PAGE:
It pains me to hear a friend telling me she/he has diabetes, but they won’t tell anyone… hence they’re not taking care of it. I don’t know if it’s denial, fear or a combination of the two… but please! If your doctor tells you that you have diabetes, don’t put it on the back burner. There is a way to live a happy, healthy life with a chronic condition. You just need to be aware of it.

D-Blog Week, Day 1: Find a Friend

It seems the most popular thing about Diabetes Blog Week is that it helps us find blogs we weren’t reading yet and connect with some new blog friends. With that in mind, let’s kick off Diabetes Blog Week by making some new connections. Think about the d-blogs you read that you think we may not know about and introduce us to one that you love!! Let’s all find a new friend today!

Yes! D-Blog Week is here, thanks to the most wonderful Karen. The first post of the weeks is about finding new friends in the Diabetes Online Community. We all read all kinds of blogs, we all have some we like more than others; there are also people who are more well known than others. So it’s fun to discover new posts to read.

I’m really bad at keeping up with my blog roll, but I do try to check my RSS feed reader at least a few times a week. But it makes me very happy when I find a new type 2 blog because I can related more closely to the person. So I’m going to present My Fall From Grace, a blog I started reading recently written by a woman with type 2 diabetes. We all seem to struggle with the same things, and we all try our best.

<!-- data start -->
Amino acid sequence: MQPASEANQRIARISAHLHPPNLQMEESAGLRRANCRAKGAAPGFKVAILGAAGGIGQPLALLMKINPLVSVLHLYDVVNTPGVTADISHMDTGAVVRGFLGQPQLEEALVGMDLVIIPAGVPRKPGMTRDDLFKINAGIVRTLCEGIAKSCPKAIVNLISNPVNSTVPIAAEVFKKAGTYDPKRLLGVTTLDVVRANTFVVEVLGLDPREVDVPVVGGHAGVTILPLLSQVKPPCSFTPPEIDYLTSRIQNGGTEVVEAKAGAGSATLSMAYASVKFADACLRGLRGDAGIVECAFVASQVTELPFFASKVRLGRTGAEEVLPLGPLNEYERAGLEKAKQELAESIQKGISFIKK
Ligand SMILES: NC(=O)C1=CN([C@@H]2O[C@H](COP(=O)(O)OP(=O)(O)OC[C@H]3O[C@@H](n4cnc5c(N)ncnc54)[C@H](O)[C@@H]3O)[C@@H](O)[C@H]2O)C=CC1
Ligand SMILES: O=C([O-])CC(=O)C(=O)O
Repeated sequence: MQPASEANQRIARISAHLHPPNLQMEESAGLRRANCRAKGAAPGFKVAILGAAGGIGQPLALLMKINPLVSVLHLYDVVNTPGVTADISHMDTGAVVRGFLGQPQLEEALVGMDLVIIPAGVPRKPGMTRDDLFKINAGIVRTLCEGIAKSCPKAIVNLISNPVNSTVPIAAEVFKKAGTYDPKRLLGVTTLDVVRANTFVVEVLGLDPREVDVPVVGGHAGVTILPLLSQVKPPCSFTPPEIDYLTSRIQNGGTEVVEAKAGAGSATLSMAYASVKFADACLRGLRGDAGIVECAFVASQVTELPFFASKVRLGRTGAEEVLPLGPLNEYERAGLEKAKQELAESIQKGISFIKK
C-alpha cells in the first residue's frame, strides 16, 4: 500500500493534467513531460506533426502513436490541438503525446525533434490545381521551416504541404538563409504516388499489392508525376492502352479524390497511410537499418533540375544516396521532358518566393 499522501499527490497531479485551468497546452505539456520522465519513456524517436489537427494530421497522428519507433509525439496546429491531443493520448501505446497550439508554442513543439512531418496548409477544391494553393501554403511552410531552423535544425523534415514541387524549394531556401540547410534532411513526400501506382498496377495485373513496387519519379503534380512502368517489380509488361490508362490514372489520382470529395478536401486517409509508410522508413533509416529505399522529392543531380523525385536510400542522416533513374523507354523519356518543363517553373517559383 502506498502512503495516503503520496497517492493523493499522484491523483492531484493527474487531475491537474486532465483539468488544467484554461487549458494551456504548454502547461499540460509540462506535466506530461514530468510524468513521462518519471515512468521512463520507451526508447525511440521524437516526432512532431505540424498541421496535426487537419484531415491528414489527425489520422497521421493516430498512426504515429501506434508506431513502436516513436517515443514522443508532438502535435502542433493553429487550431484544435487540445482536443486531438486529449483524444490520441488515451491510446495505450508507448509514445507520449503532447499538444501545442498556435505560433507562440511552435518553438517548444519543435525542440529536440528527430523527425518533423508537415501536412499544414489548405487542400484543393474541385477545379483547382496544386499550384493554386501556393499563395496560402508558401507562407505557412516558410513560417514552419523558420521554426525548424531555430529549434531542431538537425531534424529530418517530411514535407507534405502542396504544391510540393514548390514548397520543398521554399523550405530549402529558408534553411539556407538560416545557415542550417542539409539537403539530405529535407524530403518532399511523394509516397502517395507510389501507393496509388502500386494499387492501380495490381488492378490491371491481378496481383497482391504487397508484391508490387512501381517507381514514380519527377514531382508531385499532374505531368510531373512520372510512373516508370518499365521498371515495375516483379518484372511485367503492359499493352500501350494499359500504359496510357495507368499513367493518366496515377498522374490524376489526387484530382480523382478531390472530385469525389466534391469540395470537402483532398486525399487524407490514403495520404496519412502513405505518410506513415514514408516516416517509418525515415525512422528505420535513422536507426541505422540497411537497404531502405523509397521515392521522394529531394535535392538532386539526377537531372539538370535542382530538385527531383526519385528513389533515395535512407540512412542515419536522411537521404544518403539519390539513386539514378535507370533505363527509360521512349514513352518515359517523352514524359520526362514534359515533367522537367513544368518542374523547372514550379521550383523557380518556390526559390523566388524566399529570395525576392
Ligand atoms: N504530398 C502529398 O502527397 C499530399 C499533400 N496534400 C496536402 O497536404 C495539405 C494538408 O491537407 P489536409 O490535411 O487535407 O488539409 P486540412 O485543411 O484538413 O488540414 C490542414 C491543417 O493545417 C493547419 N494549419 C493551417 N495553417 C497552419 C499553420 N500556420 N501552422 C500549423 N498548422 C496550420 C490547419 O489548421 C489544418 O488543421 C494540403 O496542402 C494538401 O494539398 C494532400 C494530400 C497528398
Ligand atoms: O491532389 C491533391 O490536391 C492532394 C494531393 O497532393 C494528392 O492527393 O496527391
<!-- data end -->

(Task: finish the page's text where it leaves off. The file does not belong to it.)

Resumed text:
Check my blogroll for more goodies. And if you have a blog to recommend, please leave a comment!

His Thoughts About Type 2

I asked my husband to write something about diabetes from his perspective. This is what he had to say about living with a person who has type 2 diabetes.

Diabetes sucks, no way around that fact. It is a disease that affects people in a big way no matter what type they have. The hardest thing for me to understand was that a metabolic disease affects a the person in a lot of levels. So my tale begins.

I still don’t understand as much about diabetes as I should, but I try to keep myself somewhat informed. The truth of diabetes is that while it affects all facets of your life when you have it, it is not the only culprit. Sure, sometimes a “low” can cause impatience, hunger, thirst, but the person can also be simply hungry, thirsty or in an impatient mood. Living with someone with diabetes makes you learn to keep track of that and also learn how to prevent it.

That is probably the most frustrating part of diabetes with your significant other. The problem is metabolism, but a lot of it comes from how your body reacts to nutrition, especially for people with type 2. It is not only about, “hey, don’t eat sugar.” You would think that the hardest part would be to tell someone, “hey, you should not eat that…” Actually the hard part is to get them to eat when they don’t want to.